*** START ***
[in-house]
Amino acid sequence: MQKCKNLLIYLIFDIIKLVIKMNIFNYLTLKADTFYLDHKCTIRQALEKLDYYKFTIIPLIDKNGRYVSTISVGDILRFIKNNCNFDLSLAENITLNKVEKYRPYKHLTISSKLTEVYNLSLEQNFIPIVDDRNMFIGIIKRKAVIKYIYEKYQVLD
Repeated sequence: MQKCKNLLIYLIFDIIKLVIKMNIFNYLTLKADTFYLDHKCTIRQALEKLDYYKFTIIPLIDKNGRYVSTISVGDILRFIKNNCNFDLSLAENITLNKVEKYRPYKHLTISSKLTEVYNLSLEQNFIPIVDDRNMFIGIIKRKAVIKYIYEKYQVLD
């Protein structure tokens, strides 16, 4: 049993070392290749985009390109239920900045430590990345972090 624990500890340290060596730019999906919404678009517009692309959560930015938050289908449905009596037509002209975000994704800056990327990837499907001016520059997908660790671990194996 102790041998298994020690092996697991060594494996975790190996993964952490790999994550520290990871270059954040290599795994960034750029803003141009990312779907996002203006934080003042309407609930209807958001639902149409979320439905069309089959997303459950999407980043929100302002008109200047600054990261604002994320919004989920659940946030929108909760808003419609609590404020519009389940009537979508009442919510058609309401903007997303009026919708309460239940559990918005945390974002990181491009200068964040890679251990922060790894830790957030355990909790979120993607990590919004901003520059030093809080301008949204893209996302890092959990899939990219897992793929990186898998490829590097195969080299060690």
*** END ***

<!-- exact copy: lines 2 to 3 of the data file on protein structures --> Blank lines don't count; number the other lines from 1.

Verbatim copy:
Amino acid sequence: MQKCKNLLIYLIFDIIKLVIKMNIFNYLTLKADTFYLDHKCTIRQALEKLDYYKFTIIPLIDKNGRYVSTISVGDILRFIKNNCNFDLSLAENITLNKVEKYRPYKHLTISSKLTEVYNLSLEQNFIPIVDDRNMFIGIIKRKAVIKYIYEKYQVLD
Repeated sequence: MQKCKNLLIYLIFDIIKLVIKMNIFNYLTLKADTFYLDHKCTIRQALEKLDYYKFTIIPLIDKNGRYVSTISVGDILRFIKNNCNFDLSLAENITLNKVEKYRPYKHLTISSKLTEVYNLSLEQNFIPIVDDRNMFIGIIKRKAVIKYIYEKYQVLD